Integrating Cropping and Nutrient Management Systems on Grass-Based Dairies with Manure Slurry Enriched Micro-Site Seeding

2008 Annual Report for LNC04-244

Project Type: Research and Education
Funds awarded in 2004: $137,849.00
Projected End Date: 12/31/2009
Region: North Central
State: Michigan
Project Coordinator:
Timothy Harrigan
Biosystems and Agricultural Engineering

Integrating Cropping and Nutrient Management Systems on Grass-Based Dairies with Manure Slurry Enriched Micro-Site Seeding


Manure slurry-enriched micro-site seeding is a new process that combines low-disturbance aeration tillage, manure use and the seeding of forage grasses and legumes in one efficient operation. When manure slurry was applied over aeration slots forage dry matter production improved with no permanent damage to the existing stand. Total dry matter yields over two harvest seasons were significantly greater with no-till and slurry seeding of red clover in an existing brome sod. The greatest increase in yield and quality was in the second year after seeding. Crude protein and net energy (lactation) were significantly greater and acid detergent fibers (ADF) and neutral detergent fibers (NDF) were significantly less in the slurry-seeded and no-till plots. There were significant increases in botanical diversity in the no-till and slurry-seeded crops.

Objectives/Performance Targets

Grass-based dairy and livestock producers in the Great Lakes region are the intended audience, but the process will benefit producers throughout the North Central states.

Specific objective are to:
1) evaluate changes in the species richness and yield of grassland due to low-disturbance, slurry-enriched micro-site seeding,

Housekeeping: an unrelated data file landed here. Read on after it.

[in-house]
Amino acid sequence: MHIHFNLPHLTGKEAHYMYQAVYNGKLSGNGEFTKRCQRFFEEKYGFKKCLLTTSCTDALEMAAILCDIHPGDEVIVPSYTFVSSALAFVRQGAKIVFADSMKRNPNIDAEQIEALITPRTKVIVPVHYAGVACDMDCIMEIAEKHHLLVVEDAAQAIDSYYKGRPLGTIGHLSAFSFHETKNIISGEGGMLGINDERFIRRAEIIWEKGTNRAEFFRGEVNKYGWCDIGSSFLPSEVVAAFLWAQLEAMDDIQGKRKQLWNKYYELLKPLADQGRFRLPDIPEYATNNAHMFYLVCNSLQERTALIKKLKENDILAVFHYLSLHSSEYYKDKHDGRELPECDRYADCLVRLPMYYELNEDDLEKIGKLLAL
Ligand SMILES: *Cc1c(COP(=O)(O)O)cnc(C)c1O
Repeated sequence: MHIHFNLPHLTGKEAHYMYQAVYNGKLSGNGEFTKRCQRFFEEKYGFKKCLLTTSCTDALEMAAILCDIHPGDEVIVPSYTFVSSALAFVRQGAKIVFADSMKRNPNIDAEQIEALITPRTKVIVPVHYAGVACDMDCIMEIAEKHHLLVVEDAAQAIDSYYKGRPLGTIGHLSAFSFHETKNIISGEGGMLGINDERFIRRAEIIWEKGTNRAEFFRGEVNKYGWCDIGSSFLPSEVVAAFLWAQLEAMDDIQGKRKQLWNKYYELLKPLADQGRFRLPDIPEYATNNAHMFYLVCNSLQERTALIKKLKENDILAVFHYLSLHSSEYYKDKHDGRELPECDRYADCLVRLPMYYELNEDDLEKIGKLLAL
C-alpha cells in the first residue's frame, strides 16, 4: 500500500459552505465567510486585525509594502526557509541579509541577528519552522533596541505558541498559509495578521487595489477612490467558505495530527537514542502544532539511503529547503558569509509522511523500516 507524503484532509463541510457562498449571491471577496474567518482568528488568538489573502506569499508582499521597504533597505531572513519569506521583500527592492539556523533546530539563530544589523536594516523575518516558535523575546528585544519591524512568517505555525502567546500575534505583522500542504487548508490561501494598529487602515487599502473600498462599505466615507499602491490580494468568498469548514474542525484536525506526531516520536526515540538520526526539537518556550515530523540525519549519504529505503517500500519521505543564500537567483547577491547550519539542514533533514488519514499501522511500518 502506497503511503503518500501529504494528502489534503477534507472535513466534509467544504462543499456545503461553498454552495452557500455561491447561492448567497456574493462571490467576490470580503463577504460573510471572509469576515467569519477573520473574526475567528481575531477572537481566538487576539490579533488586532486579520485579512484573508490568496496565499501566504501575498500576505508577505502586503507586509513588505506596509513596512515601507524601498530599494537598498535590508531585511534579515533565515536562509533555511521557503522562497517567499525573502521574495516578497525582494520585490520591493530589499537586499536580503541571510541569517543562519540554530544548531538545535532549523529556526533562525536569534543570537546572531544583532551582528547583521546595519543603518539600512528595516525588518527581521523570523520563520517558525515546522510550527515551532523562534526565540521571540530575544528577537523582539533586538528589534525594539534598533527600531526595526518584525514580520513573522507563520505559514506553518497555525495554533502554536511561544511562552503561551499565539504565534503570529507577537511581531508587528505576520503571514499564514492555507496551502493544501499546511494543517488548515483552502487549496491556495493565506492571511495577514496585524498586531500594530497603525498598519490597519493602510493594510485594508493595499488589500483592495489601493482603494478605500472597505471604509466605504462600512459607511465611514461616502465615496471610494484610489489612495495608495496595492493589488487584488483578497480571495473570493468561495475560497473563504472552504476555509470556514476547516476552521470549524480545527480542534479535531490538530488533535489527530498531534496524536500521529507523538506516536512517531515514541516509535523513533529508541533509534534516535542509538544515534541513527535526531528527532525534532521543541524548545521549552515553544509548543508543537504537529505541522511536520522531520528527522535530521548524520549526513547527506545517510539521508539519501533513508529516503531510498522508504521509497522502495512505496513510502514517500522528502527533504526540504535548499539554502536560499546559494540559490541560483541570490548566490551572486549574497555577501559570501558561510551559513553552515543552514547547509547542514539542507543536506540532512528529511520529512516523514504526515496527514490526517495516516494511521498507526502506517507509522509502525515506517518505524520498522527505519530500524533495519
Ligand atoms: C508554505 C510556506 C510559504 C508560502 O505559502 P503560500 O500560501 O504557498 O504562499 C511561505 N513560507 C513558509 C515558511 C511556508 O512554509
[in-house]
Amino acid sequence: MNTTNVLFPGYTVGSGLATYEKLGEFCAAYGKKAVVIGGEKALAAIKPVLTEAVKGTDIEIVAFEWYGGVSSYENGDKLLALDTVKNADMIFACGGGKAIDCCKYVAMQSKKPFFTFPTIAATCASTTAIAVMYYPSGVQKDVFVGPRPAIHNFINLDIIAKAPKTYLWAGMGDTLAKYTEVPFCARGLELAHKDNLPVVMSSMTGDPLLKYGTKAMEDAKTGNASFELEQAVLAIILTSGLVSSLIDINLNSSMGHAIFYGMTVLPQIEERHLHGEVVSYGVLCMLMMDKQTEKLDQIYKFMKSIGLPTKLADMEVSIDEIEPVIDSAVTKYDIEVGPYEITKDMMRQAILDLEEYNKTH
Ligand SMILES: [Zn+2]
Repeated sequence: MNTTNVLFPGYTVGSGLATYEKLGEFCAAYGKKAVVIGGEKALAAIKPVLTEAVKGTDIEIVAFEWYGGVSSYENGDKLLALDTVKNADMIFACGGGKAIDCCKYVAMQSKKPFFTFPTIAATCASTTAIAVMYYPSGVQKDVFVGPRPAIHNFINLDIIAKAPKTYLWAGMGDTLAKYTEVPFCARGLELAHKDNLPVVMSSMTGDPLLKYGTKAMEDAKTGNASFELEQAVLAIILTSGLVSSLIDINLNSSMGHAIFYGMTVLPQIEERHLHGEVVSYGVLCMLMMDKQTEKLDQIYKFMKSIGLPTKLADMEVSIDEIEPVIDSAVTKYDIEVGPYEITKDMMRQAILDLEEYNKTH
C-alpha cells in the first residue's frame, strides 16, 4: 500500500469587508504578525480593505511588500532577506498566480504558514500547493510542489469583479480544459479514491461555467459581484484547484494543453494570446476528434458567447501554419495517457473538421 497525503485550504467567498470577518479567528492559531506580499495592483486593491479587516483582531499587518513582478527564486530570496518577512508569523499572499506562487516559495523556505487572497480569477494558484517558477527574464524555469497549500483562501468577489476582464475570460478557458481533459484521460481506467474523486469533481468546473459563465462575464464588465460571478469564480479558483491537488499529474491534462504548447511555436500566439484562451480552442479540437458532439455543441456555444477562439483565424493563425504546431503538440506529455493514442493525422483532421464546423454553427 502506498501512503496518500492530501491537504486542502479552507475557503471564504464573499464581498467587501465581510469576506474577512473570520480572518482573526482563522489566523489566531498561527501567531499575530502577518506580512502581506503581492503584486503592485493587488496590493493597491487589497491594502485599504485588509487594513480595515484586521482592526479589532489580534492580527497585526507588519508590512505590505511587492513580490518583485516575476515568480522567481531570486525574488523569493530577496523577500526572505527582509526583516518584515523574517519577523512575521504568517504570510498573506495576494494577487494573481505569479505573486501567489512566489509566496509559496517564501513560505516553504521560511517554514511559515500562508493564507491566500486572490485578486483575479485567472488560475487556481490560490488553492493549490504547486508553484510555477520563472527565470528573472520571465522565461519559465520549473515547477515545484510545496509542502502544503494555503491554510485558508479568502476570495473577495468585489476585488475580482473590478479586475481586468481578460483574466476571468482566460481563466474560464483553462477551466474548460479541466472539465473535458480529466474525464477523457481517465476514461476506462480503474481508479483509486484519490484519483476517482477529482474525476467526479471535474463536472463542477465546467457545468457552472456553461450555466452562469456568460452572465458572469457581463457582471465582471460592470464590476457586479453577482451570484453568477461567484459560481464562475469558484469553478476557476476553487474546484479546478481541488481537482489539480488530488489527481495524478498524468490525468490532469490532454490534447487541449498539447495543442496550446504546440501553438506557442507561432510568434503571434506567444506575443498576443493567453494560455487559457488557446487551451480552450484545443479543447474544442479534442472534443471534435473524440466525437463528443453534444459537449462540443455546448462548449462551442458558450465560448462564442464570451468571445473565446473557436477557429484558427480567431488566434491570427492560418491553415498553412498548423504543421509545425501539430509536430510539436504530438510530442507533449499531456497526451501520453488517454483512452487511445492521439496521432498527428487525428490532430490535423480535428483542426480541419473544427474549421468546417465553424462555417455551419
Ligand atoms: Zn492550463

2) determine a suitable period of time between seeding and the introduction of animals based on the grazing preference of cattle,
3) develop guidelines for on-farm pasture and grassland enrichment with micro-site slurry seeding, and
4) evaluate the economic and environmental impact of micro-site seeding on grass-based dairies in the Great Lakes region.

The proposed project offers clear labor efficiencies in combining pasture seeding with the application of manure nutrients.


-Forage dry matter and quality measurements were completed in large replicated plots and visual observations of pasture condition following previous slurry seedings were completed.

-Measurement, laboratory and statistical analysis of forage yield and quality was completed. The forage yield and quality results are being integrated in a whole farm model for an economic analysis of the pasture improvement process.

-Guidelines for managing grazing cattle when using manure for a crop nutrient source have been developed.

-Educational meetings were held in two locations to present the results of work to interested farmers and other stakeholders.

Impacts and Contributions/Outcomes

The results of our work have shown that slurry seeding of forage and cover crops in existing pasture and hay fields is an effective way to improve forage yield and quality, and improve botanical diversity. In addition, slurry seeding of late season grazing crops such as forage turnips, forage rape, oil seed radish and other forages after a small grain offers an excellent opportunity to extend the grazing season beyond traditional limits. Our work demonstrates a novel rethinking in integrating cropping and livestock systems whereby aeration tillage, manure application and seeding are done in a single, efficient operation. This new process provides a new opportunity to protect water quality and cycle manure nutrients by establishing a cover crop on harvested corn silage at the same time manure is applied. This new process will improve the profitability of grazing dairy and livestock farms in the Great Lakes region by providing for a more dependable supply of high quality feed, and will increase the environmental sustainability of grazing dairy and livestock farms through more effective recycling of manure nutrients. Society will benefit from water quality protection by providing a continuous, dense, vegetative ground cover to prevent nutrient and sediment runoff.


Rich Leep
Crop and Soil Sciences
Plant and Soil Science Building
Michigan State University
East Lansing, MI 48824
Office Phone: 2696712323
C. Alan Rotz

Agricultural Engineer
Pasture Systems and Watershed Mgmt. Research Unit
University Park, PA
Jack Anderson

Dairy Farmer
6522 W. Colony Rd.
St. Johns, MI 48879
Howard Straub

Dairy Farmer
Essex Center Rd.
St. Johns, MI 48879
Bob Kreft

Dairy Farm Manager
Animal Science Department
1290 Anthony Hall
Michigan State University
East Lansing, MI 48824
Office Phone: 5173557473